Some bookers manage to reintroduce some leeway in music selection by circumventing economic logic. Thus, one electronic music booker at a large private club establishes direct and personal links with the bookers of a well-known Berlin club, whom she regularly visits. By bypassing other intermediaries, she hopes to get the exclusive right to book their artists in Paris, before her competitors can “flash their cheque book,” with which she cannot compete. Another booker has created his own event promotion company and organizes a festival,
where we take risks in the choices we make, and support the aesthetics of the artists we support. In short, we will never go ahead on a project by an artist who we are not a hundred per cent convinced of artistically. (Édouard T., medium-sized subsidized venue with various aesthetics including pop, rock, electronic, rap, chanson; booker in his forties; father a dentist, mother a homemaker; one degree in social science from a university and another in cultural management from a private school; interview conducted in Paris on 29 October 2015).
This type of small-scale vertical integration is intended to compete with the vertical integration that occurs in larger venues. The public authorities, in particular the Paris City Hall, occasionally subsidize these companies or fund venues dedicated to a certain genre (for example, La Place and Trois Baudets, which are dedicated to hip hop and French chanson respectively). However, such actions by the public authorities remain occasional. While such funding guarantees more professional autonomy for the intermediaries whose venues are subsidized, it fails to strengthen the structural autonomy of the Parisian music subfield.
Flyer for a party at the Malibv, a small club in the basement of a restaurant in the 2nd arrondissement of Paris.
Source: Emanuela De Luca.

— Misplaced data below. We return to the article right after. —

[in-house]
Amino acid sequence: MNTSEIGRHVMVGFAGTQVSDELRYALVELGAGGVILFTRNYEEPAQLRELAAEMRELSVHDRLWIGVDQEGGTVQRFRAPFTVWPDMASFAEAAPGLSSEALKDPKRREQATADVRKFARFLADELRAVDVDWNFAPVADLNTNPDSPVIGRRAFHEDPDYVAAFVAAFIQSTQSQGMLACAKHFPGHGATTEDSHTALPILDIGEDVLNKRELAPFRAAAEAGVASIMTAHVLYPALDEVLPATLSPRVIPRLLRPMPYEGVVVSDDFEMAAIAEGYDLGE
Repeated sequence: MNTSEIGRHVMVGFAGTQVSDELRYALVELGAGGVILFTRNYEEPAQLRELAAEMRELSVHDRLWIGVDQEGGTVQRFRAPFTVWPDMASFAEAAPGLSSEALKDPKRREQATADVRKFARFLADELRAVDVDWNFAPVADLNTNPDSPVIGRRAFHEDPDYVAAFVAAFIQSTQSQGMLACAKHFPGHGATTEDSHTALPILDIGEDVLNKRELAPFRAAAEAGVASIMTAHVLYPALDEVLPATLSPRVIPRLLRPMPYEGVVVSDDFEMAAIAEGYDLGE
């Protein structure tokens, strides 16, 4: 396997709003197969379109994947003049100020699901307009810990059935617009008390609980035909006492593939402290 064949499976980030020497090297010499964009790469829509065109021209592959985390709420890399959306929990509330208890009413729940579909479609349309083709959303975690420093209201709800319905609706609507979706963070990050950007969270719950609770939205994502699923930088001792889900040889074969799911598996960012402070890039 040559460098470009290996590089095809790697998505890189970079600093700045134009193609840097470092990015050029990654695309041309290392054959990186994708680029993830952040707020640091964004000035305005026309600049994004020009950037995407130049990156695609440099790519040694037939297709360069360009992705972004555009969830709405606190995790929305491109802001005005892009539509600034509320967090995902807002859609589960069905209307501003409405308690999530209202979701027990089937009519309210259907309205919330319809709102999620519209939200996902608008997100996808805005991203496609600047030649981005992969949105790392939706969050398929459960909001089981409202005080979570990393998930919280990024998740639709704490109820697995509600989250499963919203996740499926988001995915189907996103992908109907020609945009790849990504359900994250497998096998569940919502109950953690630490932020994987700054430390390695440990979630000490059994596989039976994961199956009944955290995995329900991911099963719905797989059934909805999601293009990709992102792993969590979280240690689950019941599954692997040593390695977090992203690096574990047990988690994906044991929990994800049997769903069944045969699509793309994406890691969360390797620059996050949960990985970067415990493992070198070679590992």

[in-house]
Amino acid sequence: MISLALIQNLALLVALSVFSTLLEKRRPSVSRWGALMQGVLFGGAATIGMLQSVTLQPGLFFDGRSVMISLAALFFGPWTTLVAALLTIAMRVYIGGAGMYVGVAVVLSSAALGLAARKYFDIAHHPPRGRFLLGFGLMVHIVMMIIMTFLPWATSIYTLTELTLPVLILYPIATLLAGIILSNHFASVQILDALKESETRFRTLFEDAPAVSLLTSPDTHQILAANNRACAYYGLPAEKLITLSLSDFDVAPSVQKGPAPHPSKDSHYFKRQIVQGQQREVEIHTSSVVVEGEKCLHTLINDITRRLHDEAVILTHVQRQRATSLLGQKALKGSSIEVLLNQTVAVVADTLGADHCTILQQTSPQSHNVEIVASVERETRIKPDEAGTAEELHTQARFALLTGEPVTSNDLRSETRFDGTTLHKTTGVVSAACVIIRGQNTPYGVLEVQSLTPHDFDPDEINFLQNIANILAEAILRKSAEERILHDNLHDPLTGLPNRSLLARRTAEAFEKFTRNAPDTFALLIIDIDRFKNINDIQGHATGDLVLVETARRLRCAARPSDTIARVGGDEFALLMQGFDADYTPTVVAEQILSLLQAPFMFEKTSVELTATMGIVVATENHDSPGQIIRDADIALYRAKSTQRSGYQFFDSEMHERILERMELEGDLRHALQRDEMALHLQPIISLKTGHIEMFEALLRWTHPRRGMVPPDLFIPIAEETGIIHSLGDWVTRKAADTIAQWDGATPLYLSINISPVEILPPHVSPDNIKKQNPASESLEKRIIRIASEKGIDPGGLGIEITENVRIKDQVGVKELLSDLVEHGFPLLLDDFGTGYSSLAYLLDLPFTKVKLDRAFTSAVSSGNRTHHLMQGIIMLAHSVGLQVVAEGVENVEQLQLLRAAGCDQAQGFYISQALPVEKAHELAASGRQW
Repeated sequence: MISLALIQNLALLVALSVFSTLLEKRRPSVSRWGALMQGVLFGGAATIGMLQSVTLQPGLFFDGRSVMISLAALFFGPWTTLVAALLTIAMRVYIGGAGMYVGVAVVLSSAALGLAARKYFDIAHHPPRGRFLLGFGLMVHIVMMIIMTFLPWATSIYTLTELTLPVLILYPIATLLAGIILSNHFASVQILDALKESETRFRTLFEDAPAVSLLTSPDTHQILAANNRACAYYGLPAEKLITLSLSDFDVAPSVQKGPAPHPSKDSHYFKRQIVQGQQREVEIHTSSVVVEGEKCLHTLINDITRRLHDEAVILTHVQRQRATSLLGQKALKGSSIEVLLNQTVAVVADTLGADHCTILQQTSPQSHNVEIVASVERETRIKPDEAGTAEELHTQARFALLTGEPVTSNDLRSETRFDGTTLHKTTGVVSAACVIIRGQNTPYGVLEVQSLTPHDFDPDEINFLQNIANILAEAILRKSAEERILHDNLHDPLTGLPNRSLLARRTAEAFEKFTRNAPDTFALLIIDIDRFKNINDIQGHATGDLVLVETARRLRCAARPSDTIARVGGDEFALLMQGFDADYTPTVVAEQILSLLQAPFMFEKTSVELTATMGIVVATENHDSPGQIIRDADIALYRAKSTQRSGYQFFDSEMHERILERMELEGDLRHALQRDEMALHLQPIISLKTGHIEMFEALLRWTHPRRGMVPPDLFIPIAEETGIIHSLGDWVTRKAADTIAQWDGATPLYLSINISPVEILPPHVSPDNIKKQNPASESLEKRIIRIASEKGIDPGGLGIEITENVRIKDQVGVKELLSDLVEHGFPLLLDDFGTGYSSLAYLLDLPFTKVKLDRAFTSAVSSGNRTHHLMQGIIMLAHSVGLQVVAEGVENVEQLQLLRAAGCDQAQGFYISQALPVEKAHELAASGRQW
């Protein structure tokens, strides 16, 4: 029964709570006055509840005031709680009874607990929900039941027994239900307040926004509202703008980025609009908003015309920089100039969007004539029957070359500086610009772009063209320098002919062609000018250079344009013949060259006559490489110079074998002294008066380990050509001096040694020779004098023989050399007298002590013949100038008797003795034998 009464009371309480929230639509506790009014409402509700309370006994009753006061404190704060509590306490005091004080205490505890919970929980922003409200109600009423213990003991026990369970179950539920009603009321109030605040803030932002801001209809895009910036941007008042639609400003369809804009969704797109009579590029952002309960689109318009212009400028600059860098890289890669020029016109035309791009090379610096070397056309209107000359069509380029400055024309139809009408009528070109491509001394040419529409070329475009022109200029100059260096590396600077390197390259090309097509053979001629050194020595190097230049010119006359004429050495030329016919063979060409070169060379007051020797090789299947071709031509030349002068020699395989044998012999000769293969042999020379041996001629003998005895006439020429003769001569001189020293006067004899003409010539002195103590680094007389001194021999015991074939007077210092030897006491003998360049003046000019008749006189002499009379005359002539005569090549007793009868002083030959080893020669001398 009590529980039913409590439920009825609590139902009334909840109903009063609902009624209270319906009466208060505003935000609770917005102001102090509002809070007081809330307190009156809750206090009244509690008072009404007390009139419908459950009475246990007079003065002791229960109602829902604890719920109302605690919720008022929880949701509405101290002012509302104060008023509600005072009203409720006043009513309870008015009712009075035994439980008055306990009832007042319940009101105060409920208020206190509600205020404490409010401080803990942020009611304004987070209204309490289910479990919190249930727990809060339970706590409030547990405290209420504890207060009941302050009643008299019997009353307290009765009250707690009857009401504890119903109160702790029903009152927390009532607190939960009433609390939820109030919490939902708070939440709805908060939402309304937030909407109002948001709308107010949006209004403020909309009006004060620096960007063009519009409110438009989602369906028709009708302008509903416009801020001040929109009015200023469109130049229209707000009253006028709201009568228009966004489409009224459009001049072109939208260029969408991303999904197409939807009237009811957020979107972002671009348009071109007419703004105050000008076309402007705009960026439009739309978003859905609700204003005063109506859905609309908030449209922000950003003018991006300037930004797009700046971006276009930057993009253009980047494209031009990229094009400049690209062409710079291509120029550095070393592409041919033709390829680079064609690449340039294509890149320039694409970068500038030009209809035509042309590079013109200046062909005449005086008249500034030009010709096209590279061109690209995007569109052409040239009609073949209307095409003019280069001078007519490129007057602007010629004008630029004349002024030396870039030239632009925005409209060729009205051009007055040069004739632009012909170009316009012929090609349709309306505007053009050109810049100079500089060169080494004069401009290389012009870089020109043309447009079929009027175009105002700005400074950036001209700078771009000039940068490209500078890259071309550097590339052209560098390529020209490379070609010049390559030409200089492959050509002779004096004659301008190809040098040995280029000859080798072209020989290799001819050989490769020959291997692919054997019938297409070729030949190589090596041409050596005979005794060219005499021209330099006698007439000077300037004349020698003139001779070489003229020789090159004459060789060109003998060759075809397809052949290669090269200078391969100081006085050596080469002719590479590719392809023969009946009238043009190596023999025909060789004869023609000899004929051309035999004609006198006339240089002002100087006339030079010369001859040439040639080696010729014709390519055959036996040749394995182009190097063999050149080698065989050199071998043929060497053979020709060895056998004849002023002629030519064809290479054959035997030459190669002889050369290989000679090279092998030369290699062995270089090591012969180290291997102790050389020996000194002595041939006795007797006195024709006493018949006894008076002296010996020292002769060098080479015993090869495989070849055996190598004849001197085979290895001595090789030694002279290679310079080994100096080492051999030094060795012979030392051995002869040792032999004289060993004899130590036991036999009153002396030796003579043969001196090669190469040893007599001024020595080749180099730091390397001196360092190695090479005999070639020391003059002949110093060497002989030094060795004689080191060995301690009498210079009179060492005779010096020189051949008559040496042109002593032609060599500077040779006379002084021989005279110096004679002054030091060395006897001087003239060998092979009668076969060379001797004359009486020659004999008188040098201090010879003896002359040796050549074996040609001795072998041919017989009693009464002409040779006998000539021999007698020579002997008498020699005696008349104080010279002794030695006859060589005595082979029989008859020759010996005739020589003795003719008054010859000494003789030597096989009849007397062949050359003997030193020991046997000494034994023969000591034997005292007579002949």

Various major groups such as Universal Music began establishing themselves in Berlin in the early 2000s. Their presence is evidenced by the ongoing construction of the Mercedes Benz Platz, which hosts an arena of the same name that is owned by the multinational Anschutz Entertainment Group as well as a second venue belonging to a major insurance company. In addition, the multinational CTS Eventim operates the Waldbühne, a 50,000-seat outdoor arena. CTS Eventim also tried to acquire the Berlin-based event promoter Four Artists, but the acquisition was blocked in 2017 by the German competition authority. Despite these examples and the strong concentration of the German music market, a lower level of economic development seems to have hindered concentration in Berlin. As in the real estate sector, this situation is gradually changing, due in particular to public policies seeking to boost the economy on the basis of the cultural and IT sectors (Colomb 2012). Small venues may be operated by a single company; for example, Lido, Astra, and Bi Nuu share the same management, as do Festsaal, Paloma, and Monarch. Nevertheless, these companies are less profitable and have less national influence than their Parisian counterparts. Their longevity is threatened by Berlin’s relatively low standard of living compared with other major cities, as well as the fact that the fees paid to artists who tour internationally are growing significantly. In addition, some salaried bookers mention competition from other, sometimes rather large venues, which play similar music styles but have lower costs because they are run by volunteers or operate under the table, and whose buildings do not comply to legal standards.